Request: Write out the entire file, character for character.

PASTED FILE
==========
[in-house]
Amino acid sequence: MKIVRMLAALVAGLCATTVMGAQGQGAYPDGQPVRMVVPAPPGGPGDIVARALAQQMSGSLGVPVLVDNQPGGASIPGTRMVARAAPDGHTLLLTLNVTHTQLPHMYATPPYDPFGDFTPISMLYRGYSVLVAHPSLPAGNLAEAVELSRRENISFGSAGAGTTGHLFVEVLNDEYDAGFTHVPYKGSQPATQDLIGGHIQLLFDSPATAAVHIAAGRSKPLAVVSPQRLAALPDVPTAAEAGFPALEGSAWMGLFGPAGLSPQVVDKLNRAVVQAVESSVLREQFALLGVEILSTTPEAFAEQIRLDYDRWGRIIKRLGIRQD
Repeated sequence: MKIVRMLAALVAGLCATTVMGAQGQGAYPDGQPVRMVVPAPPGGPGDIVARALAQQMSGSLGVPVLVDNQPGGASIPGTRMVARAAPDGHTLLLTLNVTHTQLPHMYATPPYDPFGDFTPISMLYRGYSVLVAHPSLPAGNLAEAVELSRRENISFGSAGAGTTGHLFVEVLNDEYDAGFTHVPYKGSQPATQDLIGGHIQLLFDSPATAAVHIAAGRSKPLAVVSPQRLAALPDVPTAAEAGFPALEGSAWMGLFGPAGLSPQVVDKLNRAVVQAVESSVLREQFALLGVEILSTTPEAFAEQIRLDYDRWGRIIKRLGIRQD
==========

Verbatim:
[in-house]
Amino acid sequence: MKIVRMLAALVAGLCATTVMGAQGQGAYPDGQPVRMVVPAPPGGPGDIVARALAQQMSGSLGVPVLVDNQPGGASIPGTRMVARAAPDGHTLLLTLNVTHTQLPHMYATPPYDPFGDFTPISMLYRGYSVLVAHPSLPAGNLAEAVELSRRENISFGSAGAGTTGHLFVEVLNDEYDAGFTHVPYKGSQPATQDLIGGHIQLLFDSPATAAVHIAAGRSKPLAVVSPQRLAALPDVPTAAEAGFPALEGSAWMGLFGPAGLSPQVVDKLNRAVVQAVESSVLREQFALLGVEILSTTPEAFAEQIRLDYDRWGRIIKRLGIRQD
Repeated sequence: MKIVRMLAALVAGLCATTVMGAQGQGAYPDGQPVRMVVPAPPGGPGDIVARALAQQMSGSLGVPVLVDNQPGGASIPGTRMVARAAPDGHTLLLTLNVTHTQLPHMYATPPYDPFGDFTPISMLYRGYSVLVAHPSLPAGNLAEAVELSRRENISFGSAGAGTTGHLFVEVLNDEYDAGFTHVPYKGSQPATQDLIGGHIQLLFDSPATAAVHIAAGRSKPLAVVSPQRLAALPDVPTAAEAGFPALEGSAWMGLFGPAGLSPQVVDKLNRAVVQAVESSVLREQFALLGVEILSTTPEAFAEQIRLDYDRWGRIIKRLGIRQD